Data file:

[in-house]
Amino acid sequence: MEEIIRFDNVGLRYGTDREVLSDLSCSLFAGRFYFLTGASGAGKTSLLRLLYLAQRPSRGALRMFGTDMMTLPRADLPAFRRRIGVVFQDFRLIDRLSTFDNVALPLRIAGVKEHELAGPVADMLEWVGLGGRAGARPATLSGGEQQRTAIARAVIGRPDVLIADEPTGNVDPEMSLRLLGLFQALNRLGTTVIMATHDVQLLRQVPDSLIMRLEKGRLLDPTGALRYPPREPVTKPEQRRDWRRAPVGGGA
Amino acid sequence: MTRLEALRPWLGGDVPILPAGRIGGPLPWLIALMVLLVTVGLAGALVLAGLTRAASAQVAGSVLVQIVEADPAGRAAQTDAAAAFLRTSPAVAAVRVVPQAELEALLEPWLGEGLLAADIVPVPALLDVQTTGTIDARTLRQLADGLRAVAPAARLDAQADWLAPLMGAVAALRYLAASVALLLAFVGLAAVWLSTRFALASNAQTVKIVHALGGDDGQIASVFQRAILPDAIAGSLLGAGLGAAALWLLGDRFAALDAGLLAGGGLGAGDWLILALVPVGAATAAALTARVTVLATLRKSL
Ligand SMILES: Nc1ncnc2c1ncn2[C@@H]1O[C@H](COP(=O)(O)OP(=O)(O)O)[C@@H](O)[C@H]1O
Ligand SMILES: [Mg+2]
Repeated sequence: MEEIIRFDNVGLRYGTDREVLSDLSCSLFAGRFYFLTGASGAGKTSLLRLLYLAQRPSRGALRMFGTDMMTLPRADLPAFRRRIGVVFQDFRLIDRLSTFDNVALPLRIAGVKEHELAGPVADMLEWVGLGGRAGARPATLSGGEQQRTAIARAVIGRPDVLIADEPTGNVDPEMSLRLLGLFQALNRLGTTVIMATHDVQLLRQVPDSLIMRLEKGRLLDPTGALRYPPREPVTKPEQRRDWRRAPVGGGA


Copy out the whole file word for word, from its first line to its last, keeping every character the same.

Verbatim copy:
[in-house]
Amino acid sequence: MEEIIRFDNVGLRYGTDREVLSDLSCSLFAGRFYFLTGASGAGKTSLLRLLYLAQRPSRGALRMFGTDMMTLPRADLPAFRRRIGVVFQDFRLIDRLSTFDNVALPLRIAGVKEHELAGPVADMLEWVGLGGRAGARPATLSGGEQQRTAIARAVIGRPDVLIADEPTGNVDPEMSLRLLGLFQALNRLGTTVIMATHDVQLLRQVPDSLIMRLEKGRLLDPTGALRYPPREPVTKPEQRRDWRRAPVGGGA
Amino acid sequence: MTRLEALRPWLGGDVPILPAGRIGGPLPWLIALMVLLVTVGLAGALVLAGLTRAASAQVAGSVLVQIVEADPAGRAAQTDAAAAFLRTSPAVAAVRVVPQAELEALLEPWLGEGLLAADIVPVPALLDVQTTGTIDARTLRQLADGLRAVAPAARLDAQADWLAPLMGAVAALRYLAASVALLLAFVGLAAVWLSTRFALASNAQTVKIVHALGGDDGQIASVFQRAILPDAIAGSLLGAGLGAAALWLLGDRFAALDAGLLAGGGLGAGDWLILALVPVGAATAAALTARVTVLATLRKSL
Ligand SMILES: Nc1ncnc2c1ncn2[C@@H]1O[C@H](COP(=O)(O)OP(=O)(O)O)[C@@H](O)[C@H]1O
Ligand SMILES: [Mg+2]
Repeated sequence: MEEIIRFDNVGLRYGTDREVLSDLSCSLFAGRFYFLTGASGAGKTSLLRLLYLAQRPSRGALRMFGTDMMTLPRADLPAFRRRIGVVFQDFRLIDRLSTFDNVALPLRIAGVKEHELAGPVADMLEWVGLGGRAGARPATLSGGEQQRTAIARAVIGRPDVLIADEPTGNVDPEMSLRLLGLFQALNRLGTTVIMATHDVQLLRQVPDSLIMRLEKGRLLDPTGALRYPPREPVTKPEQRRDWRRAPVGGGA